Article: Hospitality in hospitals?[Show abstract] [Hide abstract]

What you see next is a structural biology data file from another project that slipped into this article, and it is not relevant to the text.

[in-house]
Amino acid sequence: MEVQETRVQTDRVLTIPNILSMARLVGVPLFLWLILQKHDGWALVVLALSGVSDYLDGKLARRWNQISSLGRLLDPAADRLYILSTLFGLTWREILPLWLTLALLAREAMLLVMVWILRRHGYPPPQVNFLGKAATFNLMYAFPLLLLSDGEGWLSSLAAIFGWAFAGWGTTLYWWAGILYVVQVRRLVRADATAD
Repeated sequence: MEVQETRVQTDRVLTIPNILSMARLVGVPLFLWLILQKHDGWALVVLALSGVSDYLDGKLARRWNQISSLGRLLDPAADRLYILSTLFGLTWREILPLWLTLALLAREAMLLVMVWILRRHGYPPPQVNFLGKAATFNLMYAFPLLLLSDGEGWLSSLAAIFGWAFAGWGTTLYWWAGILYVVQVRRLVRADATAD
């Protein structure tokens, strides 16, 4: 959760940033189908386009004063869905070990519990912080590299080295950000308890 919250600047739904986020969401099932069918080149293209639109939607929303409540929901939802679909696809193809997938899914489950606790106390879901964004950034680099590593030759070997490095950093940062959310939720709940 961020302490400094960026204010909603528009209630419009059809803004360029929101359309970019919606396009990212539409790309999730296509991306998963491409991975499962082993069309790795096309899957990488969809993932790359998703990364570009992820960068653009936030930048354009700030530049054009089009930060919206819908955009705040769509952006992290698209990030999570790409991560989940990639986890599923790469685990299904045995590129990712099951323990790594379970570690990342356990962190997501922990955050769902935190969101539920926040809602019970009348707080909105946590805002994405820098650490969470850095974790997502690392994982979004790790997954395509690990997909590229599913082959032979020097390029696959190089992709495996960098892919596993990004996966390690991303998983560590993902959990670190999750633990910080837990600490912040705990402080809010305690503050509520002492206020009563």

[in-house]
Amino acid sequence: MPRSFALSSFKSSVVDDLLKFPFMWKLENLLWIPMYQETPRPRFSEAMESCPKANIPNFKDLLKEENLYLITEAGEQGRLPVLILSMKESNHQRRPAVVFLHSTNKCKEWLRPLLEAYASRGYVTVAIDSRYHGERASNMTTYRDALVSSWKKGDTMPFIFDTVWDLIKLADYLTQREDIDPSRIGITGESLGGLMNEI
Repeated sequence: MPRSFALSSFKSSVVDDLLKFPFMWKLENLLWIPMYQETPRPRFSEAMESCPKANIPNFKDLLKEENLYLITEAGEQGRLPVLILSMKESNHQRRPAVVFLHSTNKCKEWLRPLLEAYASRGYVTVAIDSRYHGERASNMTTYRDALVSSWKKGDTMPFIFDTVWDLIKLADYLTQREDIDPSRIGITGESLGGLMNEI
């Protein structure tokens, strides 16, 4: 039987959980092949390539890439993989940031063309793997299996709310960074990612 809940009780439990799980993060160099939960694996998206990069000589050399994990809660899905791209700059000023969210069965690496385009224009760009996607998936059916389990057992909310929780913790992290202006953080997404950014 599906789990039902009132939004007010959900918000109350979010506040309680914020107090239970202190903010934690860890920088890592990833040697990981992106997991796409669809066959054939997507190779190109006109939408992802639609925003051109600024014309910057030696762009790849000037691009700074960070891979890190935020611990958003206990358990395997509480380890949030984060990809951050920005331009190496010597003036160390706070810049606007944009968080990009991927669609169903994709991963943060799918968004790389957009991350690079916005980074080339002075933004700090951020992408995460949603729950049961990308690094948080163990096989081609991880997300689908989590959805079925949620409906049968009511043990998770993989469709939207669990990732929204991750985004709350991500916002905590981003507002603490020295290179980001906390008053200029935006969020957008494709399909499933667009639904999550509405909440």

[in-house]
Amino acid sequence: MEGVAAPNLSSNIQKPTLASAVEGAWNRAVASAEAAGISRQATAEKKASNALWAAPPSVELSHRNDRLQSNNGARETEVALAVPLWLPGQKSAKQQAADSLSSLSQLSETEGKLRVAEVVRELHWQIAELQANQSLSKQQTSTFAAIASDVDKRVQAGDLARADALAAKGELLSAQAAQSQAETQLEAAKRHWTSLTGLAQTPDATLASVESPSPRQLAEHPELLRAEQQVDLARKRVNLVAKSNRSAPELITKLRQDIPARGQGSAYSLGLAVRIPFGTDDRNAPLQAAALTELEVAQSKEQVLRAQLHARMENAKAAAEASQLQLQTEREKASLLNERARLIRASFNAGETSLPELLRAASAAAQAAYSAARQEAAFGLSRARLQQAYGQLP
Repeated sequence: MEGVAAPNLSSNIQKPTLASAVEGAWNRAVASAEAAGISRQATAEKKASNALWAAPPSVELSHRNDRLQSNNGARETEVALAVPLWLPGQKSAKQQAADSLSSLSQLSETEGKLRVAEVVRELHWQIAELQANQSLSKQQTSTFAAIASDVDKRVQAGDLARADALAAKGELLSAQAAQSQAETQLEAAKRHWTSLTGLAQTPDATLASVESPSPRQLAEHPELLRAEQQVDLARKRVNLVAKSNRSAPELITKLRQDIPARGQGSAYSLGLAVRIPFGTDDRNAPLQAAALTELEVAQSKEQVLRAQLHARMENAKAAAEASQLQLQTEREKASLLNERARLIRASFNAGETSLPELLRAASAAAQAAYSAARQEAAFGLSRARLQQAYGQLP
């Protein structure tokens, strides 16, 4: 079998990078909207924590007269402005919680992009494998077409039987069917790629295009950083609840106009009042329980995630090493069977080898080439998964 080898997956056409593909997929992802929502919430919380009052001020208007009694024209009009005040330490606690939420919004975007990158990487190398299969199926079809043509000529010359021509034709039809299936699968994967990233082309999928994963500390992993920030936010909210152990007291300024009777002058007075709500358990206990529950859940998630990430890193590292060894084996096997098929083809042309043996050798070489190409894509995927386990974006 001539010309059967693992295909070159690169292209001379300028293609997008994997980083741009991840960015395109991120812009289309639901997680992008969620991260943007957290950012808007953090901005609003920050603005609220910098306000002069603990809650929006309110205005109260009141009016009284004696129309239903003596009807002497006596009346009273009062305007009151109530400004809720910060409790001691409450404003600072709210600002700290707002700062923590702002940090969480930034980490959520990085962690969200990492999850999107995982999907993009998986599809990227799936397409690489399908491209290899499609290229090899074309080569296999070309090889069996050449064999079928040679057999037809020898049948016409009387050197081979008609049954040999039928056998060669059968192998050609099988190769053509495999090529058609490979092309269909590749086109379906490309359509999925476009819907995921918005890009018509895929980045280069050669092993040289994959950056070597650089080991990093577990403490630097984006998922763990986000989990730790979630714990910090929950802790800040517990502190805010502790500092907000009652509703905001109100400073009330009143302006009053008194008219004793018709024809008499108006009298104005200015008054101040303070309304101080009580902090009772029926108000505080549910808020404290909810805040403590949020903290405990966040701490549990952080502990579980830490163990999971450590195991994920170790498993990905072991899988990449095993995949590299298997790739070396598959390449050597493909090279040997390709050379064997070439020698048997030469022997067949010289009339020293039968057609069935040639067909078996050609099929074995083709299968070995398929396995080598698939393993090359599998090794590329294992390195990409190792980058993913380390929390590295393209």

ABSTRACT: Purpose – The purpose of this paper is to explore an organization-wide philosophy of hospitality in a hospital setting. Design/methodology/approach – An exploratory case study method approach matched the research purpose. First, a hospitality centric philosophy (HCP) was defined from the literature review. Next, a triangulation of unstructured visits, structured visits and key informant interviews is used to further explore a HCP in one organization. After this, the hospitality centric programs (HCPr) supporting the HCP are defined, identified, described and classified. Findings – A fairly distinct HCP viewed as a method for enhancing service excellence was in place and supported by top management. The hospital aimed to offer hospitality to patients on par with the hospitality experience offered to hotel guests. A department of hospitality services, a service excellence council, a director of service excellence, and an external hospitality advisory board were in place and met regularly. Further, many formalized HCPr had been created for the execution of the HCP. Practical implications – The researchers believe that an effectively managed HCP can be modified by culture to enhance the service excellence of the patient/guest experience in hospitals and in the hospitality industry. For hospitals, further enhancements can be realized through developing and executing hospitality centric goals aligned with the performance metrics beyond traditional competition boundaries, such as a hospital seeking to deliver a service experience on par with a hotel. For more traditionally defined hospitality businesses, the extreme context of a hospital where the importance of hospitality is magnified due to treating and caring for sick guests offers a different frame of reference for learning. This new frame of reference can lead to more cutting edge ideas for refining and customizing the service design and delivery. For both hospitals and hospitality businesses, putting in place an HCP with the appropriate organizational support through HCPr allows for more precise information and thus improved service outcomes. Originality/value – An HCP is defined and acknowledged as a distinct organization-wide philosophy for enhancing service excellence that is applicable across industries. An HCP is demystified through investigating hospitality centric goals, identifying organizational support teams that solely consider HCP, and through further specifying examples of HCPr for activating the HCP. Finally, the study suggests hospitality centric service excellence (HCSE) as a higher distinction of service excellence outcome that is more likely to be achieved through a HCP.International Journal of Contemporary Hospitality Management 09/2008; 20(6):664-678. · 0.93 Impact Factor